These properties ushered Python all the way into the era of AI and made it the de-facto language for deep learning. You even see this pattern being played out in different frameworks built within Python. What made PyTorch the dominant framework for AI researchers was that it prioritized intuitiveness and flexibility over performance with eager execution. The framework maintainers then optimized the performance with lower-level graph and compiler techniques. These considerations (abstraction of complexity and division of labor) of Python and PyTorch enabled deep learning researchers who weren’t fluent with less intuitive languages & frameworks, and liberated those who wouldn’t want to be slowed down by them while engaging in domain problems.

Before getting ahead of myself, during grad school years I also learned Java from a book I borrowed from my roommate. It was also the language Algorithm & Data Structure courses typically used to teach, so resources were abundant. The garbage collection and pass-by-assignment were similar enough to Python, so it was just adding static typing and JVM to my mental programming model. However, because I was not actively trying to build commercial software, the Object Oriented verbosity deterred me from moving at full speed.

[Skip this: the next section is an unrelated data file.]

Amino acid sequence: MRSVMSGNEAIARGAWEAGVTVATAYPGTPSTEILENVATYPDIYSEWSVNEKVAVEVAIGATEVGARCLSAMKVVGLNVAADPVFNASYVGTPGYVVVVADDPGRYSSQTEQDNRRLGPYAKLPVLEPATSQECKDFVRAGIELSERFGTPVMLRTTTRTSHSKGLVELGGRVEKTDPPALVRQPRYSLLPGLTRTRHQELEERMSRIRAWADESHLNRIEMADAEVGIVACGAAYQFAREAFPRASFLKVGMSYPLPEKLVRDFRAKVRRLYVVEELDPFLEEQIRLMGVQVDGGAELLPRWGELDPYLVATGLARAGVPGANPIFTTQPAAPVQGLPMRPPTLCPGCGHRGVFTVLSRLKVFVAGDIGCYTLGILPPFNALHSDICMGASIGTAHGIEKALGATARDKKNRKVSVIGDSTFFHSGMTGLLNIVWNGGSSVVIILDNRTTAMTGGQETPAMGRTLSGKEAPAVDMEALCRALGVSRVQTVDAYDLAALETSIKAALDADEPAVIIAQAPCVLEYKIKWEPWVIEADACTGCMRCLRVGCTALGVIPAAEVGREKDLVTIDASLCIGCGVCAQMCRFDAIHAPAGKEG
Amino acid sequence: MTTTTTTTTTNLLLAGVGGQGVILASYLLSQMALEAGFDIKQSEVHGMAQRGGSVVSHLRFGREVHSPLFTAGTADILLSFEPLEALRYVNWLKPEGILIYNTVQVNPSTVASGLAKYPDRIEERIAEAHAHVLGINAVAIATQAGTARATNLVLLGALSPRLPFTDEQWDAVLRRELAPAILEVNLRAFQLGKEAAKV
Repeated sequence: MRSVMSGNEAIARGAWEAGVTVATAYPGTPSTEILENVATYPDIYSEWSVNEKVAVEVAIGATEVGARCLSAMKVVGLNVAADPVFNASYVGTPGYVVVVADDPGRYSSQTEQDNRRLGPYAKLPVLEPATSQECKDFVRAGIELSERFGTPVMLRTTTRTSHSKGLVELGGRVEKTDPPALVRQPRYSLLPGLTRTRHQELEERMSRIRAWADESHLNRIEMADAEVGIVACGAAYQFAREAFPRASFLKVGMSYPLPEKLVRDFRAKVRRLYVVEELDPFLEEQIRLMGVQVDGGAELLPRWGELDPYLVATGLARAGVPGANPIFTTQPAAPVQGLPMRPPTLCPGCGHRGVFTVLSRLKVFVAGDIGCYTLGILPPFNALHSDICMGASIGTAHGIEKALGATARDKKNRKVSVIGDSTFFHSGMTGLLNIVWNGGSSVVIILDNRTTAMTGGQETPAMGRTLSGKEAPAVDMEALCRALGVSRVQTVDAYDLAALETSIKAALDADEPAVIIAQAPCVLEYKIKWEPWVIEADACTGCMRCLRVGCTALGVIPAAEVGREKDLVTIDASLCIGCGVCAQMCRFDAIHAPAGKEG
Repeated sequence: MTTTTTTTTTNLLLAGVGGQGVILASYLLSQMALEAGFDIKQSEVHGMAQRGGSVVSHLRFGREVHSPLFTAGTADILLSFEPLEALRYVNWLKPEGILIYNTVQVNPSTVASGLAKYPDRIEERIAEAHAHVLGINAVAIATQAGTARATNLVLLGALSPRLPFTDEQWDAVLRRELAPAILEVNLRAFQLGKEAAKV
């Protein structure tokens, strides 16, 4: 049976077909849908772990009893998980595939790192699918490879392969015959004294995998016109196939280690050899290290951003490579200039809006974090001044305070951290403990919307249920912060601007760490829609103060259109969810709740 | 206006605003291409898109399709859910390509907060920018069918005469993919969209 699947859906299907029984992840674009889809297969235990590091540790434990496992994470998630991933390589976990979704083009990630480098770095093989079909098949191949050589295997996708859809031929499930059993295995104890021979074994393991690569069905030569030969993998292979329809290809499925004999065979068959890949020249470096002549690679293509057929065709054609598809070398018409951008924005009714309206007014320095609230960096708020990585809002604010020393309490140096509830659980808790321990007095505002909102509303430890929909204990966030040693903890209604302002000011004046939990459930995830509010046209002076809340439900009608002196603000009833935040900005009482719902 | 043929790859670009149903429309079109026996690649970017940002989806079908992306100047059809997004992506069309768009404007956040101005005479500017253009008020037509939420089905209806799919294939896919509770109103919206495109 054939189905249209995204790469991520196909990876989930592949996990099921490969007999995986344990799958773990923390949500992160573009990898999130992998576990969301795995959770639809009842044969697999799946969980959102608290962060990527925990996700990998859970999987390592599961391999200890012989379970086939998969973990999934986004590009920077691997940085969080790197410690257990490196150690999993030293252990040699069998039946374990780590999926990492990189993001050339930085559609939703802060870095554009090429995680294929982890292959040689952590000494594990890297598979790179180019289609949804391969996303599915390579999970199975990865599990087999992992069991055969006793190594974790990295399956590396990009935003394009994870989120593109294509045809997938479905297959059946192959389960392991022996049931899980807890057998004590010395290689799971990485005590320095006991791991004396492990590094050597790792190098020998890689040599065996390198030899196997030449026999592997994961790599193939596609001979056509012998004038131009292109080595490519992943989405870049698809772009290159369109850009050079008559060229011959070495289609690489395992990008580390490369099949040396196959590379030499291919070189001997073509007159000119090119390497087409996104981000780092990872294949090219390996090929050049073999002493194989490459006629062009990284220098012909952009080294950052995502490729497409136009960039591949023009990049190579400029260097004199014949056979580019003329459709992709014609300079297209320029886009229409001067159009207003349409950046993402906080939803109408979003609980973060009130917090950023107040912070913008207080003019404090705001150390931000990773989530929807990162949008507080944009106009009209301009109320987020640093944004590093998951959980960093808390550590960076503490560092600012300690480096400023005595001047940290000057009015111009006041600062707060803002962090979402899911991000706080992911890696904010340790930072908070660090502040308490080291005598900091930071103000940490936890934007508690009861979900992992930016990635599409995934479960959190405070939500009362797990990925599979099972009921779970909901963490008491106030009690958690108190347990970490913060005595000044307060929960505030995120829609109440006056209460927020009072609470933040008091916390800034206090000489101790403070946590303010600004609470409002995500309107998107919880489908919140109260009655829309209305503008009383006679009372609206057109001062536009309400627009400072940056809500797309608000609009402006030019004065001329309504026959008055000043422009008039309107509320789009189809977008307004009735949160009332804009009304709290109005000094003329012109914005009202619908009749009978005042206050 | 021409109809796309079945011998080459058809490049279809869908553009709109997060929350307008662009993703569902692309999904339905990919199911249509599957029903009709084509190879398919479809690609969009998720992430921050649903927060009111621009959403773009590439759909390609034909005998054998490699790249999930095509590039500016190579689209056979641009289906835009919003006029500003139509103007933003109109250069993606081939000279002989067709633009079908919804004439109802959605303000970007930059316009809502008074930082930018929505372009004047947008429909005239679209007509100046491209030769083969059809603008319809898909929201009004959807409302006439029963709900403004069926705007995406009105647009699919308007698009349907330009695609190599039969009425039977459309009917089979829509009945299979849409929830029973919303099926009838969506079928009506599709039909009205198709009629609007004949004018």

After graduating from grad school in the summer of 2017, I had a brief learning phase with Swift at a coffee shop. However, I wasn’t much of a fan of mobile programming, so I mostly just read the guide across the span of a few days and focused on comparing it to what I knew best, Python. What stood out to me was that for value types (e.g. classes) in function signatures, you would copy the entire object instead of getting a pointer-like variable for reference types (e.g. structs). In Python or Java, this copying behavior only applies to “primitive” types. The optional unwrapping had some funky syntax, and avoiding reference cycles due to using automatic reference counting (ARC) was worth paying attention to. Other than that, I never had to think about resource management or pointers (of course, they exist in the “unsafe” section).